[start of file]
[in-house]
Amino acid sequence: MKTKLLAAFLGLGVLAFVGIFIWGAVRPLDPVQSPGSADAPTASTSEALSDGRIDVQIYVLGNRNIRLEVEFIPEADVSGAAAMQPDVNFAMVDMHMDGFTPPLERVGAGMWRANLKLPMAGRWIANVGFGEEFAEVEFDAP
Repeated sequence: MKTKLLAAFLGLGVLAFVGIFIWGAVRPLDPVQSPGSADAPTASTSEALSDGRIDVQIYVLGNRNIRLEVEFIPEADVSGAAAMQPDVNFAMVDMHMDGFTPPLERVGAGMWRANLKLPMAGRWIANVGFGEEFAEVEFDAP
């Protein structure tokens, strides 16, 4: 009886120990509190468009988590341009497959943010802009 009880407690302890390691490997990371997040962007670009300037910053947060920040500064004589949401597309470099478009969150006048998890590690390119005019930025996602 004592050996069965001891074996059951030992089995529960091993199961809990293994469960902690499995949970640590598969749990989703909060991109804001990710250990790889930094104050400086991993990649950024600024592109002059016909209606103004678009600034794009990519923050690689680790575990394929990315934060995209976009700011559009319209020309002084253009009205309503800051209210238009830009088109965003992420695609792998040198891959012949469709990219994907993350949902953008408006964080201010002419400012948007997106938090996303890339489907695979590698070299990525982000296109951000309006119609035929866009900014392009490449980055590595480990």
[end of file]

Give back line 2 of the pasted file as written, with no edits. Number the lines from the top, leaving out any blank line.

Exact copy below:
Amino acid sequence: MKTKLLAAFLGLGVLAFVGIFIWGAVRPLDPVQSPGSADAPTASTSEALSDGRIDVQIYVLGNRNIRLEVEFIPEADVSGAAAMQPDVNFAMVDMHMDGFTPPLERVGAGMWRANLKLPMAGRWIANVGFGEEFAEVEFDAP